NEW YORK — NEW YORK -- In his brief but colorful tenure here -- when he's not telephoning Madonna, taping an appearance on David Letterman's television show or making commercials and public appearances -- Mark Messier has left his imprint on the New York Rangers.
Recently, against the San Jose Sharks in overtime, he left it on an unsuspecting Brian Mullen.
As Rangers defenseman Brian Leetch maneuvered into position for a shot, Mullen turned to stop his charge. Messier anticipated the Shark's move and, with one lowered shoulder and a not insignificant portion of his stick, laid him out on the cold Madison Square Garden ice. An unfettered Leetch shot and scored, and the reborn Rangers had another victory.
"He's a bull out there," said Philadelphia Flyers scout Bill Barber, who saw the game. "A raging bull."
And in the brilliant 13-year career of the game's premier combination of strength and finesse, the rest of the National Hockey League has been little more than a china shop.
Only 30, Messier is one of just 32 players in NHL history to have scored 1,000 points. He has been named the league's Most Valuable Player, has played for five Stanley Cup champions and is second only to Wayne Gretzky, his longtime teammate, in all-time playoff scoring with 215 points. (Gretzky has 299.)
The late Bob Johnson, marveling at Messier's rare combination of speed and furious power, said watching him play was like watching "a thoroughbred in the wind."
And unlike Gretzky and Mario Lemieux, the sweet-skating, non-physical superstars who are the only two NHL players to earn more money, Messier has left his mark in another area -- generally around the face and ribs of opponents.
"He's like a man on a mission," San Jose forward Brian Lawton said. "He's a runaway truck out there, knocking over everything in his path."
Three times, league officials have had to suspend Messier -- once for leaving the imprint of his stick in Thomas Gradin's head, a second time for breaking Jamie Macoun's cheekbone and a third for loosening most of Rich Sutter's teeth.
"He can clear big gaps in the ice for his teammates," Lawton said. "He's made them quite a formidable team."
And put a smile on the face of Neil Smith, the Rangers general manager who engineered the trade for Messier on Oct. 4.
"Seeing Mark Messier in a Rangers uniform seemed like a fantasy to me for a while after he got here," Smith said. "It took a lot of slaps in the face for me to realize it was true."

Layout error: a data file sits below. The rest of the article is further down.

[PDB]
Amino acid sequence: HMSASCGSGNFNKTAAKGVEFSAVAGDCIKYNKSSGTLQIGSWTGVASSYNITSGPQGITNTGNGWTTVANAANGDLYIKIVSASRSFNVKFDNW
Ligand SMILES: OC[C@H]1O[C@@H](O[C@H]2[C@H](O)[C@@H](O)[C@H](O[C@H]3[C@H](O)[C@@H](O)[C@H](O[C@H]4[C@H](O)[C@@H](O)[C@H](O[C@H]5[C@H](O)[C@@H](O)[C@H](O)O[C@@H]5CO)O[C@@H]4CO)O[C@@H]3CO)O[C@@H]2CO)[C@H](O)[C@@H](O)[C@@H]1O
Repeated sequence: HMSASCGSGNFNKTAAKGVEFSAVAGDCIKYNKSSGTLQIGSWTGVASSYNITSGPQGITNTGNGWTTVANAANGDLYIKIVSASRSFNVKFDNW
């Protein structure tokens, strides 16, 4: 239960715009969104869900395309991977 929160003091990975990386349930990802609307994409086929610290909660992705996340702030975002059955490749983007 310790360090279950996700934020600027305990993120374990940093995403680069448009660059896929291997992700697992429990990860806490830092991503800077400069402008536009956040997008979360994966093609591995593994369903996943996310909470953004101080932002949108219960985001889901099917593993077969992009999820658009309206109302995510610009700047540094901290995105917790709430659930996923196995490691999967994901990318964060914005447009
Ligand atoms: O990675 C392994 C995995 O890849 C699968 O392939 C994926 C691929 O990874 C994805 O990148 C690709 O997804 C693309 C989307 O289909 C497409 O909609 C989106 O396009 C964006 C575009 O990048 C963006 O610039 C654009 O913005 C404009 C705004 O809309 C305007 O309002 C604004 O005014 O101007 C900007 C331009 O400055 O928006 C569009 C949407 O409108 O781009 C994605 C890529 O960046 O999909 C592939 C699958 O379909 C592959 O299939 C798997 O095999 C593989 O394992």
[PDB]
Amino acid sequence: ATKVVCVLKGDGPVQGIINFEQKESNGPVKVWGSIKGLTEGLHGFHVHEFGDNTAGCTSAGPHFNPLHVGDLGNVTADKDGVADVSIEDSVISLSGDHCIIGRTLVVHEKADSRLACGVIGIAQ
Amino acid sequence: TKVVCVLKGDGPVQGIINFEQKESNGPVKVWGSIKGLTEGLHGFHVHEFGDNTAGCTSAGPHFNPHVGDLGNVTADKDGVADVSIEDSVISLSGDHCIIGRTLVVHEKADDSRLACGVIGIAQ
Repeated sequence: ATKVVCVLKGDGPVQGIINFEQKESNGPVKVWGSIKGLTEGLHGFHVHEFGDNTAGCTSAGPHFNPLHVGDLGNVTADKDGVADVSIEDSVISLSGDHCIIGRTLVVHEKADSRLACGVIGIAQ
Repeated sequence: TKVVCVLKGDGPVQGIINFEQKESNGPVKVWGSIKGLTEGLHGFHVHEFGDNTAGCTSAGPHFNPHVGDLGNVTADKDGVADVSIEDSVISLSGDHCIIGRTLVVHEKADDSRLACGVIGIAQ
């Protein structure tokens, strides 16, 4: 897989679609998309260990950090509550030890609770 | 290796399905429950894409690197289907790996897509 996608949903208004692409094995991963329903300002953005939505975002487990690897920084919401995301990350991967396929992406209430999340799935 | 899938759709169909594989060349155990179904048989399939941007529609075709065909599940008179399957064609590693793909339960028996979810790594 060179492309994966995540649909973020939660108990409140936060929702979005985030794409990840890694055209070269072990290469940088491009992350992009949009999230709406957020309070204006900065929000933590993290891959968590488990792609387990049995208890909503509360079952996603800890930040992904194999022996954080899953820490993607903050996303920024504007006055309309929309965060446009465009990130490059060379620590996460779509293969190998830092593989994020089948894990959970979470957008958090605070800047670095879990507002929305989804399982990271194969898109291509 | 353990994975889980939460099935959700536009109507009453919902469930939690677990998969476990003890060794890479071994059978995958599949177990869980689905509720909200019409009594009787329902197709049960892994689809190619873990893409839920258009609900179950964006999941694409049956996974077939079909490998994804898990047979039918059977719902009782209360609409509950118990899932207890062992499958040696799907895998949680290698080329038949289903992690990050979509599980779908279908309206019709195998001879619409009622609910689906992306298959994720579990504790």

Reality never has been a particularly pleasant subject for the long-suffering Rangers. That is why Smith went out and got Messier, whose five Stanley Cup titles in 12 years with Edmonton are two more than the Rangers have had in their 65-year history.
"I needed a change," said Messier, who felt the once-mighty Oilers were deteriorating around him and demanded a trade before the season. "I just had a gut feeling it was the time to move on."
The Rangers surrendered Bernie Nicholls, Steven Rice, Louie DeBrusk and $13 million over five years to get the gifted center, but it all looks like a bargain now.
"They love him here in New York. They just absolutely love him," said Mark Piazza, an assistant to Smith. "And I think he's really loving it here, too."
For a bachelor who admits he loves to party hard and drive fast, spending all of his previous life in provincial Edmonton led to some personal frustrations. Now, unleashed in the raucous canyons of Manhattan, this Western Canadian has become a tabloid celebrity.
Last month, he told reporters that Gretzky's movie-star wife, Janet Jones, was attempting to fix him up with Madonna, the rock icon.
"It was just a case of Janet trying to play matchmaker," Messier said with a laugh. "Madonna and I talked on the phone and we talked about maybe getting together sometime in the future.
"It's been more fun than I ever imagined," said Messier, who is one of only two Rangers to live in Manhattan. "I feel rejuvenated. I'm having a better time than I've had in a long, long time.
"I loved Edmonton, and maybe when my career is over, I'll look back and reminisce about those days. But right now, I'm here trying to make things happen in New York. I'm going to live for the future. I love it here."
The feeling is mutual.
Before his first Garden game, Messier received a standing ovation from the usually callous Garden fans when, during a spotlit ceremony at center ice, he was dramatically installed as the team's captain.
In 36 games with the Rangers, he has been their leading scorer with 16 goals and 32 assists . He has killed penalties and toiled on the power-play unit, and when the Rangers require a big goal, he is always there. New York has won four of five overtime games this season, and Messier has been on the ice for all four of the winning goals.
"Sometimes you just have to make things happen," he said. "You have to work hard, and that's what we've been doing. In my short stay here, I've really liked what I've seen of the talent here."
For the last decade or so, New York never has been short on talent. What the Rangers lacked, though, was size and strength at center ice, a consistently aggressive attitude and, most important in the minds of many Rangers, leadership in the dressing room.
Messier fills all three gaps -- particularly the last one.